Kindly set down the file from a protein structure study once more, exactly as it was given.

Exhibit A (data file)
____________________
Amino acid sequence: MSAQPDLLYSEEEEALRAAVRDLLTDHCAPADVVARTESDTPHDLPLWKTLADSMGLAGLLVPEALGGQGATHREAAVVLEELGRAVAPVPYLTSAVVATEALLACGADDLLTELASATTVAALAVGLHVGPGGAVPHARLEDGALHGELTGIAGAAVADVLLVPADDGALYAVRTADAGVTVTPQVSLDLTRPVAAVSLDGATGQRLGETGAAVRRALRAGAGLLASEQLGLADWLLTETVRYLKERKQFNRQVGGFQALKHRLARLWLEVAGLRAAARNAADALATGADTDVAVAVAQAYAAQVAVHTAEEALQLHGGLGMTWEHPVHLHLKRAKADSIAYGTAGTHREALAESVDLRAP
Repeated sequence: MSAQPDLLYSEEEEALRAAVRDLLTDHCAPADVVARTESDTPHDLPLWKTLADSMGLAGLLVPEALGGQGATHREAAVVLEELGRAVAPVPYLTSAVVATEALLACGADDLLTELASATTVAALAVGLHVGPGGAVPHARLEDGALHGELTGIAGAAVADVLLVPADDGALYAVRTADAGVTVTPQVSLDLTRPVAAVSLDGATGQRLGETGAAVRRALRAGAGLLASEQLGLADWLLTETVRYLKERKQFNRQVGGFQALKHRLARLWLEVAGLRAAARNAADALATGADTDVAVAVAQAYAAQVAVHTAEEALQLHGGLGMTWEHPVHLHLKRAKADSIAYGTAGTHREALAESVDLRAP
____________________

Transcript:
Amino acid sequence: MSAQPDLLYSEEEEALRAAVRDLLTDHCAPADVVARTESDTPHDLPLWKTLADSMGLAGLLVPEALGGQGATHREAAVVLEELGRAVAPVPYLTSAVVATEALLACGADDLLTELASATTVAALAVGLHVGPGGAVPHARLEDGALHGELTGIAGAAVADVLLVPADDGALYAVRTADAGVTVTPQVSLDLTRPVAAVSLDGATGQRLGETGAAVRRALRAGAGLLASEQLGLADWLLTETVRYLKERKQFNRQVGGFQALKHRLARLWLEVAGLRAAARNAADALATGADTDVAVAVAQAYAAQVAVHTAEEALQLHGGLGMTWEHPVHLHLKRAKADSIAYGTAGTHREALAESVDLRAP
Repeated sequence: MSAQPDLLYSEEEEALRAAVRDLLTDHCAPADVVARTESDTPHDLPLWKTLADSMGLAGLLVPEALGGQGATHREAAVVLEELGRAVAPVPYLTSAVVATEALLACGADDLLTELASATTVAALAVGLHVGPGGAVPHARLEDGALHGELTGIAGAAVADVLLVPADDGALYAVRTADAGVTVTPQVSLDLTRPVAAVSLDGATGQRLGETGAAVRRALRAGAGLLASEQLGLADWLLTETVRYLKERKQFNRQVGGFQALKHRLARLWLEVAGLRAAARNAADALATGADTDVAVAVAQAYAAQVAVHTAEEALQLHGGLGMTWEHPVHLHLKRAKADSIAYGTAGTHREALAESVDLRAP